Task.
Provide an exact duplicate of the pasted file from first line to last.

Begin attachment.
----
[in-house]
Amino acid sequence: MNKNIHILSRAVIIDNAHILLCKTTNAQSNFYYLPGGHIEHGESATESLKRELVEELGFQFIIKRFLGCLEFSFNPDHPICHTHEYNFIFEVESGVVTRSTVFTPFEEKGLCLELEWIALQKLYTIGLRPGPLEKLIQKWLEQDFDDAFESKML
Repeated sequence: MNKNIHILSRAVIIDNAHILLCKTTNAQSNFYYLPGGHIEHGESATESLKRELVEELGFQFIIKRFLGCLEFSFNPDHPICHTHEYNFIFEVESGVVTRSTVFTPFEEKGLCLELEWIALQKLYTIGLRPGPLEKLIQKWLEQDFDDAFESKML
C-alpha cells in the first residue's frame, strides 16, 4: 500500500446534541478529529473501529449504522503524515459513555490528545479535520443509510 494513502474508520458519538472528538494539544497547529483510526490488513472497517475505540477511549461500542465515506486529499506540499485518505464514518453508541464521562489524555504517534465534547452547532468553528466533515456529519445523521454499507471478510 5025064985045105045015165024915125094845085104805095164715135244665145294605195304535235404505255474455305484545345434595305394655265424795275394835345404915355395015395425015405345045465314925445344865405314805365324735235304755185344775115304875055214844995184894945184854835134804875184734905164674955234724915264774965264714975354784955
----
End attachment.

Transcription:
[in-house]
Amino acid sequence: MNKNIHILSRAVIIDNAHILLCKTTNAQSNFYYLPGGHIEHGESATESLKRELVEELGFQFIIKRFLGCLEFSFNPDHPICHTHEYNFIFEVESGVVTRSTVFTPFEEKGLCLELEWIALQKLYTIGLRPGPLEKLIQKWLEQDFDDAFESKML
Repeated sequence: MNKNIHILSRAVIIDNAHILLCKTTNAQSNFYYLPGGHIEHGESATESLKRELVEELGFQFIIKRFLGCLEFSFNPDHPICHTHEYNFIFEVESGVVTRSTVFTPFEEKGLCLELEWIALQKLYTIGLRPGPLEKLIQKWLEQDFDDAFESKML
C-alpha cells in the first residue's frame, strides 16, 4: 500500500446534541478529529473501529449504522503524515459513555490528545479535520443509510 494513502474508520458519538472528538494539544497547529483510526490488513472497517475505540477511549461500542465515506486529499506540499485518505464514518453508541464521562489524555504517534465534547452547532468553528466533515456529519445523521454499507471478510 5025064985045105045015165024915125094845085104805095164715135244665145294605195304535235404505255474455305484545345434595305394655265424795275394835345404915355395015395425015405345045465314925445344865405314805365324735235304755185344775115304875055214844995184894945184854835134804875184734905164674955234724915264774965264714975354784955